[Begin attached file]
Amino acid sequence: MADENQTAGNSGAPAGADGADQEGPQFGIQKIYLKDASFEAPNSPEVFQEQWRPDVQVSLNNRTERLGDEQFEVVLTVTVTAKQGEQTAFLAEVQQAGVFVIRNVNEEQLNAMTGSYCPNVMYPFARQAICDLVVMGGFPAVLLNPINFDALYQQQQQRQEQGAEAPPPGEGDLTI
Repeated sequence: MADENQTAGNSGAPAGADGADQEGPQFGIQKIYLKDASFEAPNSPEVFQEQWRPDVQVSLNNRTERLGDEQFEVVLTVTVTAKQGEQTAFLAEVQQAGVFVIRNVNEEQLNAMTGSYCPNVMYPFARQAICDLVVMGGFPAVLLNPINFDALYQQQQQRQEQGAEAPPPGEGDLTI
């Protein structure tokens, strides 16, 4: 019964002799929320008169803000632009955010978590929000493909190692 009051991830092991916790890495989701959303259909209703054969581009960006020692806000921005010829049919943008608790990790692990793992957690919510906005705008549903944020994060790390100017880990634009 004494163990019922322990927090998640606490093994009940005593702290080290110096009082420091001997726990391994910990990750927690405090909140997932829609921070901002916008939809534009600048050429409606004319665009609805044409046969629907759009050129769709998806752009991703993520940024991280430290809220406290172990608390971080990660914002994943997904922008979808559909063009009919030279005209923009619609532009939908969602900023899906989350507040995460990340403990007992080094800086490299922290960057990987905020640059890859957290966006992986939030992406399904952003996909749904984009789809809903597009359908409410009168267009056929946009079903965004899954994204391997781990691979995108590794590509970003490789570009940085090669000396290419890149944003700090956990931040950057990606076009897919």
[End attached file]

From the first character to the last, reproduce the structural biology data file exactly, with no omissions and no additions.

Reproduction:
Amino acid sequence: MADENQTAGNSGAPAGADGADQEGPQFGIQKIYLKDASFEAPNSPEVFQEQWRPDVQVSLNNRTERLGDEQFEVVLTVTVTAKQGEQTAFLAEVQQAGVFVIRNVNEEQLNAMTGSYCPNVMYPFARQAICDLVVMGGFPAVLLNPINFDALYQQQQQRQEQGAEAPPPGEGDLTI
Repeated sequence: MADENQTAGNSGAPAGADGADQEGPQFGIQKIYLKDASFEAPNSPEVFQEQWRPDVQVSLNNRTERLGDEQFEVVLTVTVTAKQGEQTAFLAEVQQAGVFVIRNVNEEQLNAMTGSYCPNVMYPFARQAICDLVVMGGFPAVLLNPINFDALYQQQQQRQEQGAEAPPPGEGDLTI
């Protein structure tokens, strides 16, 4: 019964002799929320008169803000632009955010978590929000493909190692 009051991830092991916790890495989701959303259909209703054969581009960006020692806000921005010829049919943008608790990790692990793992957690919510906005705008549903944020994060790390100017880990634009 004494163990019922322990927090998640606490093994009940005593702290080290110096009082420091001997726990391994910990990750927690405090909140997932829609921070901002916008939809534009600048050429409606004319665009609805044409046969629907759009050129769709998806752009991703993520940024991280430290809220406290172990608390971080990660914002994943997904922008979808559909063009009919030279005209923009619609532009939908969602900023899906989350507040995460990340403990007992080094800086490299922290960057990987905020640059890859957290966006992986939030992406399904952003996909749904984009789809809903597009359908409410009168267009056929946009079903965004899954994204391997781990691979995108590794590509970003490789570009940085090669000396290419890149944003700090956990931040950057990606076009897919």